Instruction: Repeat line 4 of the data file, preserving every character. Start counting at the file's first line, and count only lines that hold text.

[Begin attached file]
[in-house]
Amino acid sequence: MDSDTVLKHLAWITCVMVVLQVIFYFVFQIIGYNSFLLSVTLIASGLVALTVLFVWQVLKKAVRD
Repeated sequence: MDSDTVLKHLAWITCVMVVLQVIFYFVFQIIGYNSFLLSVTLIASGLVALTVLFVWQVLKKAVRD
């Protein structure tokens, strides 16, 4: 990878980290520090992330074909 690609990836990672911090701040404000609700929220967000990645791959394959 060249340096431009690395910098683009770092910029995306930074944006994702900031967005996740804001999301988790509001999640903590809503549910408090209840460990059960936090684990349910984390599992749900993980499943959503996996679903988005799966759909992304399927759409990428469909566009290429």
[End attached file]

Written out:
């Protein structure tokens, strides 16, 4: 990878980290520090992330074909 690609990836990672911090701040404000609700929220967000990645791959394959 060249340096431009690395910098683009770092910029995306930074944006994702900031967005996740804001999301988790509001999640903590809503549910408090209840460990059960936090684990349910984390599992749900993980499943959503996996679903988005799966759909992304399927759409990428469909566009290429």